Oliver acknowledged the likelihood of waiting lists under a single-payer system, as have other supporters. For instance, the head of the People’s Policy Project has argued that costs won’t rise under single payer because “there is still a hard limit to just how much health care can be performed because there are only so many doctors and only so many facilities.” In other words, people will seek care, but not be able to obtain it.

In such circumstances, people won’t have a “choice” at all. Because they cannot purchase private insurance to cover treatments the government plan does not, they can either wait for care or they can…wait for care. That’s not just not giving patients choices, it’s harming patients by prohibiting them from buying the insurance they want to buy with their own money.

Towards the end of the segment, Oliver revealed his own bias against giving American patients any choices. After a clip of former South Bend Mayor Pete Buttigieg’s claim that “I trust Americans to make that right choice” on health care, Oliver responded to laughs: “Okay, well, hold on there. You trust Americans to make the right choice? You know Americans choose to drink Bud Light, right?”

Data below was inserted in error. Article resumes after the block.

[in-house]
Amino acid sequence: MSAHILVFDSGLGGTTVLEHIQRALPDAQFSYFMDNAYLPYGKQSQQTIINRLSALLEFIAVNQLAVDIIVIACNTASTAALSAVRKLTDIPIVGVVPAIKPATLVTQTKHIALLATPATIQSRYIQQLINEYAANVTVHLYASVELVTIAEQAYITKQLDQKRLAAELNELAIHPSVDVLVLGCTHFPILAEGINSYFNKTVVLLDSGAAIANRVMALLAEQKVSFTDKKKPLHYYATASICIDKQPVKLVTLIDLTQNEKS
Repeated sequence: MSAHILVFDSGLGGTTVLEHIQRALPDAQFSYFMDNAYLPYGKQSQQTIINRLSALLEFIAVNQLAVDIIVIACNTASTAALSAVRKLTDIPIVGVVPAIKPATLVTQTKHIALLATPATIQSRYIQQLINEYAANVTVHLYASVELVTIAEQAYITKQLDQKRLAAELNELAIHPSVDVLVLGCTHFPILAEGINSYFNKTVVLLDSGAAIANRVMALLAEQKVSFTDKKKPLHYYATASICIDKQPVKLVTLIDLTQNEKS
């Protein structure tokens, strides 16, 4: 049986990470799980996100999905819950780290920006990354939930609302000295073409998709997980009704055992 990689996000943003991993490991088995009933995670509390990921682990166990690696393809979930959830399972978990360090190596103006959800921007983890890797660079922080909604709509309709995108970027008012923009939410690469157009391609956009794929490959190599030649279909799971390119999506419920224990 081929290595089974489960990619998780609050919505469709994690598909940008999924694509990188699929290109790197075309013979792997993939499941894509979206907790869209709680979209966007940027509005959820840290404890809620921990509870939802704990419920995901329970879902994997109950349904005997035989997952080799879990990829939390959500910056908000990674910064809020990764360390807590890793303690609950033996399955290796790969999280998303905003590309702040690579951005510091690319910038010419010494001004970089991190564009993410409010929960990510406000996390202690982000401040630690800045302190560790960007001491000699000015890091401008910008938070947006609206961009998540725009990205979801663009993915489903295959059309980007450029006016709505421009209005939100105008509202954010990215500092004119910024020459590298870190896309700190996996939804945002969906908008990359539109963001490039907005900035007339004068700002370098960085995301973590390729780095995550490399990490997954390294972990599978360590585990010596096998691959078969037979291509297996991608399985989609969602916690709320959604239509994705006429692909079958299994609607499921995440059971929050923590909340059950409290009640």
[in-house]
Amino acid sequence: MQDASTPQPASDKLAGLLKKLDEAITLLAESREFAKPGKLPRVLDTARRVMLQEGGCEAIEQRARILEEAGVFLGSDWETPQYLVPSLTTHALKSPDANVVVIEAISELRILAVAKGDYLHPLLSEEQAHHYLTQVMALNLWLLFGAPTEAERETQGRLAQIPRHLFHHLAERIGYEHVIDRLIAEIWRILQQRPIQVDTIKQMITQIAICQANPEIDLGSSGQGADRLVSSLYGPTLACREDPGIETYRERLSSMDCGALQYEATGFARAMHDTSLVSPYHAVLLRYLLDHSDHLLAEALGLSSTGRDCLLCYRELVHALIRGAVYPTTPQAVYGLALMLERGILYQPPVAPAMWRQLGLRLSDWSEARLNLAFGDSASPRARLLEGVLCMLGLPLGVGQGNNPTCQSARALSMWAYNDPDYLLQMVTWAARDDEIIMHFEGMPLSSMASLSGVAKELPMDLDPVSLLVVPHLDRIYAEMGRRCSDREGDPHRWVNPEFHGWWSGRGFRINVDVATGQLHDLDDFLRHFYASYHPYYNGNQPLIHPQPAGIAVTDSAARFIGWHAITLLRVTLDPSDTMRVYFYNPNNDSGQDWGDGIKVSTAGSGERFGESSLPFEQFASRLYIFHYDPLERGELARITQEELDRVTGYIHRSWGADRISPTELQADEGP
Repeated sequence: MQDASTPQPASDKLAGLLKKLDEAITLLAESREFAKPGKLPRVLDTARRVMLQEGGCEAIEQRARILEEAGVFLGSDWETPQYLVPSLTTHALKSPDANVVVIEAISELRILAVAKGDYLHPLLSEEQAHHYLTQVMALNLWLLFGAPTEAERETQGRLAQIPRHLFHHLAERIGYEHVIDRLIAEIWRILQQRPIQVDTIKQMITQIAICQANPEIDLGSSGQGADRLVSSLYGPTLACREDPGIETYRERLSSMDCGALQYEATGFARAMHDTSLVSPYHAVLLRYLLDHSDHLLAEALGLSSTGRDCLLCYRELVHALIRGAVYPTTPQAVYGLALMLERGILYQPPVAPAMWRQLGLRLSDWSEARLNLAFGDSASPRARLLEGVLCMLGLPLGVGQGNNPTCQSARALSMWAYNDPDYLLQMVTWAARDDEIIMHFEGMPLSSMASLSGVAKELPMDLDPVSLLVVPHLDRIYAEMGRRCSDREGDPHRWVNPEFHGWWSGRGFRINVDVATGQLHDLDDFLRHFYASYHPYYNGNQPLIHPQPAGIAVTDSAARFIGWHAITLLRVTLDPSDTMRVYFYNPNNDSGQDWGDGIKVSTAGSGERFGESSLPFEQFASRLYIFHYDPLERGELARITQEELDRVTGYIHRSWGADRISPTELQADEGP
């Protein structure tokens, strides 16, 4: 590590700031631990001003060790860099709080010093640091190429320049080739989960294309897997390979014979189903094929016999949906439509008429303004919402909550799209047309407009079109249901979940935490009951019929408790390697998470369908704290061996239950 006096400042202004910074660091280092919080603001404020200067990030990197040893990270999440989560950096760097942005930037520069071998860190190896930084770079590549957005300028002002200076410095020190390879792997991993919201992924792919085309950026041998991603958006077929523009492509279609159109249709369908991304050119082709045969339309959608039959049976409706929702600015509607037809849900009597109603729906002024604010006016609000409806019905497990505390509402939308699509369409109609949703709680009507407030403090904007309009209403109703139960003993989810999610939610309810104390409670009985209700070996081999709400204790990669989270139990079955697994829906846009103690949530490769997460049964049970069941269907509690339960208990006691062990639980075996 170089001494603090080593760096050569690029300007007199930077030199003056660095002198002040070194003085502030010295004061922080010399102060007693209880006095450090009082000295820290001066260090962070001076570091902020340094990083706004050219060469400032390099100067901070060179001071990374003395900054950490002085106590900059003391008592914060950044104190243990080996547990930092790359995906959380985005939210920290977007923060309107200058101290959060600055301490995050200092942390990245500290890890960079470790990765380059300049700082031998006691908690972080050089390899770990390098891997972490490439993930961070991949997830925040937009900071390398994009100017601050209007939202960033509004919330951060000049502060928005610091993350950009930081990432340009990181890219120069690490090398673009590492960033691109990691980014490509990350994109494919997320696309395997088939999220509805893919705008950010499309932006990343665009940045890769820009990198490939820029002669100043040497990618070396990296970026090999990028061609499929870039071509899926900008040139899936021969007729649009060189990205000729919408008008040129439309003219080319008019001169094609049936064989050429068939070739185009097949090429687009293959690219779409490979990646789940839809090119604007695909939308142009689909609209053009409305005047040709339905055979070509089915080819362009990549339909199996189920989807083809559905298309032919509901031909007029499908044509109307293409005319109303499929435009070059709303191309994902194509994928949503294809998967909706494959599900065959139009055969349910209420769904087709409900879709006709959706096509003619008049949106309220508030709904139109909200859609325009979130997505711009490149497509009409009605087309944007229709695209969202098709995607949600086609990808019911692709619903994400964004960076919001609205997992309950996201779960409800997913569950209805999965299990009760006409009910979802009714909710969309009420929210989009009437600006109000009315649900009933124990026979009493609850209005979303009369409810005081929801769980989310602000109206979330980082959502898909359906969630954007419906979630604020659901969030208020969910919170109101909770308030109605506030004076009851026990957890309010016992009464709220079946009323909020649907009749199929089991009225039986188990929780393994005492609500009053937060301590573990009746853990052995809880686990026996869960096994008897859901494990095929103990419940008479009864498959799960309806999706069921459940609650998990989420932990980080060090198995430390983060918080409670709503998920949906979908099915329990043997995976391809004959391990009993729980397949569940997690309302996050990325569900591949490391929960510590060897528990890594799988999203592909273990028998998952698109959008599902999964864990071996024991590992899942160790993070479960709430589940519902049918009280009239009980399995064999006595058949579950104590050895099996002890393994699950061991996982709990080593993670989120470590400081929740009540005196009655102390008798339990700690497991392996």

Even as he tries to rebut conservative claims that single-payer would undermine Americans’ choices, Oliver admits that he doesn’t really want to give Americans a choice at all. He would rather use government to impose his beliefs on others, and force them to comply.

At minimum, Oliver’s program acknowledged the very real trade-offs associated with a single-payer health-care system. But had he explained those trade-offs fully, the American people would understand why single payer would result in adverse consequences to both our health-care system and our economy as a whole.

This post was originally published at The Federalist.

The Importance of Unsubsidized Exchange Enrollees

Attempting to pre-empt concerns about rising premiums on Obamacare Exchanges in 2017, the Department of Health and Human Services (HHS) over the recess released a report claiming that federal subsidies will insulate most Americans from the effects of even a massive premium spike for Exchange plans. But in focusing on the number of individuals who qualify for federal subsidies, the HHS report missed an important detail: To become more financially stable and sustainable, the Exchanges need greater enrollment by those who do not qualify for subsidized plans.